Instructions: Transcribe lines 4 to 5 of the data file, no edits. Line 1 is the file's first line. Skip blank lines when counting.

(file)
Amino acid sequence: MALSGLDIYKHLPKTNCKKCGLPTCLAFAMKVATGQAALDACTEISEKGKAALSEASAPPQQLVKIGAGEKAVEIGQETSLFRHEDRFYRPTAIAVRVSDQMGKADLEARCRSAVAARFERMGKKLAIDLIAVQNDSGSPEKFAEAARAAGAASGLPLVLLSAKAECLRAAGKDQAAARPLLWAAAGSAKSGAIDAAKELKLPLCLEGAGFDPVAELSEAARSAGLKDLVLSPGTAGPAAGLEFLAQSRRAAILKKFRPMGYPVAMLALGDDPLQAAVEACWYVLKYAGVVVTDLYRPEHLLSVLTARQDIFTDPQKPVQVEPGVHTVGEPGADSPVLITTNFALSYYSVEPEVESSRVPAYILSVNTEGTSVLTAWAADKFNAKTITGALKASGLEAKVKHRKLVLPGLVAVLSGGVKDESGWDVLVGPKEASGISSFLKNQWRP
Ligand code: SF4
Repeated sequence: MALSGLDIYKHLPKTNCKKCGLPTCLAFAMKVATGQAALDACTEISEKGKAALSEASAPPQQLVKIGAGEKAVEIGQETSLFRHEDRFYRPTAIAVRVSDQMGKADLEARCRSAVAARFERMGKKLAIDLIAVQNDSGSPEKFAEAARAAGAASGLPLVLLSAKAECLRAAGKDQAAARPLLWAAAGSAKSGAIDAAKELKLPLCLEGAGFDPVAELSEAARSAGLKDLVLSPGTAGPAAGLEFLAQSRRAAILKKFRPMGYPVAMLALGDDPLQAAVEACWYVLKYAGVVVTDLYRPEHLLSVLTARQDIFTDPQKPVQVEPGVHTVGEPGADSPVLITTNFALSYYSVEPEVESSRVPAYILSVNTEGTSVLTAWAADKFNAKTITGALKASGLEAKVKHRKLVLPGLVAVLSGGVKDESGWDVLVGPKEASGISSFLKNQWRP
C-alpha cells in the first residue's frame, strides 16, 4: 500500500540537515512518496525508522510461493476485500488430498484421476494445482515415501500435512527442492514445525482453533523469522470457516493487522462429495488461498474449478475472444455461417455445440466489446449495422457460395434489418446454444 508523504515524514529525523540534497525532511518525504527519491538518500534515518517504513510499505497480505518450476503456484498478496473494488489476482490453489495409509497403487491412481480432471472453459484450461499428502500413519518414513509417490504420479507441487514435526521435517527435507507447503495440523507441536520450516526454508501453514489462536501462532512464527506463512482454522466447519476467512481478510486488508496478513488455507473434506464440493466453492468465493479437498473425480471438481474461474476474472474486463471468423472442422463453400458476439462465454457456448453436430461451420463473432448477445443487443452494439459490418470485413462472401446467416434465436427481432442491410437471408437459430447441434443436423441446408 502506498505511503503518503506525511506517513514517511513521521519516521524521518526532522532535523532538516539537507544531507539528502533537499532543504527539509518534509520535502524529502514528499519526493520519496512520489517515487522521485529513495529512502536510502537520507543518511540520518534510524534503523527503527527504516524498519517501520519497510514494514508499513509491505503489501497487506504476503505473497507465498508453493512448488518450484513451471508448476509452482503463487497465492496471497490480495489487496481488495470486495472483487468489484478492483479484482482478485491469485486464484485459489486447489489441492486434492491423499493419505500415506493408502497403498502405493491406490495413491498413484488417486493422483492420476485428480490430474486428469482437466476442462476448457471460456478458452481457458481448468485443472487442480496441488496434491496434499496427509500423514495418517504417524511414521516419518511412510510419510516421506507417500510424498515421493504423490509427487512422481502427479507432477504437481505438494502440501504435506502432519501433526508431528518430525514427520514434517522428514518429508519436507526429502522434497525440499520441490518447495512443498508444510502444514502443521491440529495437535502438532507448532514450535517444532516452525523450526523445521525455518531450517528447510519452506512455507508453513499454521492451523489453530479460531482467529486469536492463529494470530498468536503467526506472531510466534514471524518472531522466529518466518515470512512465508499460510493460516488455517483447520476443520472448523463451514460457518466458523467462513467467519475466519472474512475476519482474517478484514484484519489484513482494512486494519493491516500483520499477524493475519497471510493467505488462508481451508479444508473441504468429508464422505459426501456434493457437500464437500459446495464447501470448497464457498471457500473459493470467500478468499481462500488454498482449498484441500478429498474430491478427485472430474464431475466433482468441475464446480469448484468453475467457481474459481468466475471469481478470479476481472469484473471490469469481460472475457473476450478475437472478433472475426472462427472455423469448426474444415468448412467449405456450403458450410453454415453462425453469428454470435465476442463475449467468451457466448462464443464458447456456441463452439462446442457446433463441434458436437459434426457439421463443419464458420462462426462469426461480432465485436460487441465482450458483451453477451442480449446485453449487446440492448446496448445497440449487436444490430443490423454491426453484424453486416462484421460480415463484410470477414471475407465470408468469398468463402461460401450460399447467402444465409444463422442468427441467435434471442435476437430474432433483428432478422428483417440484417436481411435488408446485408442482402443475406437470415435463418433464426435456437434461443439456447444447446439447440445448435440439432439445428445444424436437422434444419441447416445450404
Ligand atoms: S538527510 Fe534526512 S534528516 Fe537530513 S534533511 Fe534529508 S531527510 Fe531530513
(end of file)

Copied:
C-alpha cells in the first residue's frame, strides 16, 4: 500500500540537515512518496525508522510461493476485500488430498484421476494445482515415501500435512527442492514445525482453533523469522470457516493487522462429495488461498474449478475472444455461417455445440466489446449495422457460395434489418446454444 508523504515524514529525523540534497525532511518525504527519491538518500534515518517504513510499505497480505518450476503456484498478496473494488489476482490453489495409509497403487491412481480432471472453459484450461499428502500413519518414513509417490504420479507441487514435526521435517527435507507447503495440523507441536520450516526454508501453514489462536501462532512464527506463512482454522466447519476467512481478510486488508496478513488455507473434506464440493466453492468465493479437498473425480471438481474461474476474472474486463471468423472442422463453400458476439462465454457456448453436430461451420463473432448477445443487443452494439459490418470485413462472401446467416434465436427481432442491410437471408437459430447441434443436423441446408 502506498505511503503518503506525511506517513514517511513521521519516521524521518526532522532535523532538516539537507544531507539528502533537499532543504527539509518534509520535502524529502514528499519526493520519496512520489517515487522521485529513495529512502536510502537520507543518511540520518534510524534503523527503527527504516524498519517501520519497510514494514508499513509491505503489501497487506504476503505473497507465498508453493512448488518450484513451471508448476509452482503463487497465492496471497490480495489487496481488495470486495472483487468489484478492483479484482482478485491469485486464484485459489486447489489441492486434492491423499493419505500415506493408502497403498502405493491406490495413491498413484488417486493422483492420476485428480490430474486428469482437466476442462476448457471460456478458452481457458481448468485443472487442480496441488496434491496434499496427509500423514495418517504417524511414521516419518511412510510419510516421506507417500510424498515421493504423490509427487512422481502427479507432477504437481505438494502440501504435506502432519501433526508431528518430525514427520514434517522428514518429508519436507526429502522434497525440499520441490518447495512443498508444510502444514502443521491440529495437535502438532507448532514450535517444532516452525523450526523445521525455518531450517528447510519452506512455507508453513499454521492451523489453530479460531482467529486469536492463529494470530498468536503467526506472531510466534514471524518472531522466529518466518515470512512465508499460510493460516488455517483447520476443520472448523463451514460457518466458523467462513467467519475466519472474512475476519482474517478484514484484519489484513482494512486494519493491516500483520499477524493475519497471510493467505488462508481451508479444508473441504468429508464422505459426501456434493457437500464437500459446495464447501470448497464457498471457500473459493470467500478468499481462500488454498482449498484441500478429498474430491478427485472430474464431475466433482468441475464446480469448484468453475467457481474459481468466475471469481478470479476481472469484473471490469469481460472475457473476450478475437472478433472475426472462427472455423469448426474444415468448412467449405456450403458450410453454415453462425453469428454470435465476442463475449467468451457466448462464443464458447456456441463452439462446442457446433463441434458436437459434426457439421463443419464458420462462426462469426461480432465485436460487441465482450458483451453477451442480449446485453449487446440492448446496448445497440449487436444490430443490423454491426453484424453486416462484421460480415463484410470477414471475407465470408468469398468463402461460401450460399447467402444465409444463422442468427441467435434471442435476437430474432433483428432478422428483417440484417436481411435488408446485408442482402443475406437470415435463418433464426435456437434461443439456447444447446439447440445448435440439432439445428445444424436437422434444419441447416445450404
Ligand atoms: S538527510 Fe534526512 S534528516 Fe537530513 S534533511 Fe534529508 S531527510 Fe531530513